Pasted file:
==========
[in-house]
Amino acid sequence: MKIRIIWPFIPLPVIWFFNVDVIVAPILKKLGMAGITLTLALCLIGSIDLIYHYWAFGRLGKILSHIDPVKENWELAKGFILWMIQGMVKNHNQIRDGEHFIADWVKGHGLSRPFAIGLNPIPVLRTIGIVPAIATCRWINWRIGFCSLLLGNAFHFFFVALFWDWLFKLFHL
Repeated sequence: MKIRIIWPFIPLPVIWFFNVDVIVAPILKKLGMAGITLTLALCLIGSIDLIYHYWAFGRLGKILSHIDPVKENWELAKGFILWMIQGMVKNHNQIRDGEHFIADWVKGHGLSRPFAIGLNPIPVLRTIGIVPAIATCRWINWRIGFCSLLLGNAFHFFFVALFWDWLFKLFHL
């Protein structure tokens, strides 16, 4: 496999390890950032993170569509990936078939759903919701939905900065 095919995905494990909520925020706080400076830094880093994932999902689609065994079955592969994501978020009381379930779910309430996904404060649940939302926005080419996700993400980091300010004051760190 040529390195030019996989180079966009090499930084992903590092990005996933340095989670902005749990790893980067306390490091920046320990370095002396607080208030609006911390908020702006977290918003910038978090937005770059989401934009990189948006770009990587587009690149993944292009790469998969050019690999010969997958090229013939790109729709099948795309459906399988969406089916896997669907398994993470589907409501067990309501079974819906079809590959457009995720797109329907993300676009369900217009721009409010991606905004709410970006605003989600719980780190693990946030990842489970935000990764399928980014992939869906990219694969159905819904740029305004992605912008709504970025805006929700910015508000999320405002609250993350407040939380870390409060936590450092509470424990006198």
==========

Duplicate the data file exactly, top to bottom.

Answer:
[in-house]
Amino acid sequence: MKIRIIWPFIPLPVIWFFNVDVIVAPILKKLGMAGITLTLALCLIGSIDLIYHYWAFGRLGKILSHIDPVKENWELAKGFILWMIQGMVKNHNQIRDGEHFIADWVKGHGLSRPFAIGLNPIPVLRTIGIVPAIATCRWINWRIGFCSLLLGNAFHFFFVALFWDWLFKLFHL
Repeated sequence: MKIRIIWPFIPLPVIWFFNVDVIVAPILKKLGMAGITLTLALCLIGSIDLIYHYWAFGRLGKILSHIDPVKENWELAKGFILWMIQGMVKNHNQIRDGEHFIADWVKGHGLSRPFAIGLNPIPVLRTIGIVPAIATCRWINWRIGFCSLLLGNAFHFFFVALFWDWLFKLFHL
């Protein structure tokens, strides 16, 4: 496999390890950032993170569509990936078939759903919701939905900065 095919995905494990909520925020706080400076830094880093994932999902689609065994079955592969994501978020009381379930779910309430996904404060649940939302926005080419996700993400980091300010004051760190 040529390195030019996989180079966009090499930084992903590092990005996933340095989670902005749990790893980067306390490091920046320990370095002396607080208030609006911390908020702006977290918003910038978090937005770059989401934009990189948006770009990587587009690149993944292009790469998969050019690999010969997958090229013939790109729709099948795309459906399988969406089916896997669907398994993470589907409501067990309501079974819906079809590959457009995720797109329907993300676009369900217009721009409010991606905004709410970006605003989600719980780190693990946030990842489970935000990764399928980014992939869906990219694969159905819904740029305004992605912008709504970025805006929700910015508000999320405002609250993350407040939380870390409060936590450092509470424990006198």